We do still have a digital divide. And I think sometimes there's a temptation to say, well, the fact that we have mobile access now has kind of solved the digital divide. All schools are connected, so we have solved the digital divide.
But, really, there is a very big difference in the quality of online access between the haves and have-notes. And when it comes to children, which is what I study in particular and I'm most concerned with, lower-income kids are still at a very real disadvantage, if you're looking at kids who are trying to research their homework online, or who are wanting to apply to colleges or financial aid online or looking for jobs online.
That's not something that is very easily done on a smartphone, if you happen to be one of the lower-income kids who has a smartphone.
HARI SREENIVASAN: Karen Kornbluh, let's talk a little bit about that seeming literacy gap, where if I have access and if I have the means and the education, maybe I'm taking an online course, whereas maybe if I don't have that, I'm playing an online game.
KAREN KORNBLUH: Exactly.
There's that difference where you're a passive consumer of the Internet vs. an active participant and you're really learning how to do self-guided education. One of the great success stories we have had in this country is the E-Rate. It's a very little known program, but it's been hugely successful.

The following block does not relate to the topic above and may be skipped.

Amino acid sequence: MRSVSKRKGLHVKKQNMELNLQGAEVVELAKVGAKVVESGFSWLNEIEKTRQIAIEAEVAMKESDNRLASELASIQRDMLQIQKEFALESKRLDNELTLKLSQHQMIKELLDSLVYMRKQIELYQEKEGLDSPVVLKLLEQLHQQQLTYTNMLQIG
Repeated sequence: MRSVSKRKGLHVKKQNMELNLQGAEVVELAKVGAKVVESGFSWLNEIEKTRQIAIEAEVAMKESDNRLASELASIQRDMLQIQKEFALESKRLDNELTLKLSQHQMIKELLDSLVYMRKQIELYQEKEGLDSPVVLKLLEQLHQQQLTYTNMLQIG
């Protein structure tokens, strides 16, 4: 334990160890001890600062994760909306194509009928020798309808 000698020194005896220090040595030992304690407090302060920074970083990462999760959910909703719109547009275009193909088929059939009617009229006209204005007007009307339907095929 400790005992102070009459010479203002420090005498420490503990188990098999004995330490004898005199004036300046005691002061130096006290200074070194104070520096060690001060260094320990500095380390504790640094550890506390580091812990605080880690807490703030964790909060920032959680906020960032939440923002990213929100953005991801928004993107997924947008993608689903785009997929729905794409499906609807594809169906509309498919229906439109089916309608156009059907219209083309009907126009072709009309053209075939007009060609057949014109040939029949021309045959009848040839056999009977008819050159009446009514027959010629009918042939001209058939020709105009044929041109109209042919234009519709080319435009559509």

In 1996, if you were a teacher in a classroom, you didn't have access to a phone. A kid got sick, you would have to go to the principal's office and leave your kids alone because there was no phone. Now over 90 percent of classrooms have an Internet connection because of this program. But it's not yet that high-speed ubiquitous kind of connection.
If we look at where the South Koreans are, they show us where we need to go. What they're talking about is a real ubiquitous education using technology, where there is going to be great access at home, great access in the school, the teachers are going to be trained, and you're really going to be able to completely upgrade people's education using that technology.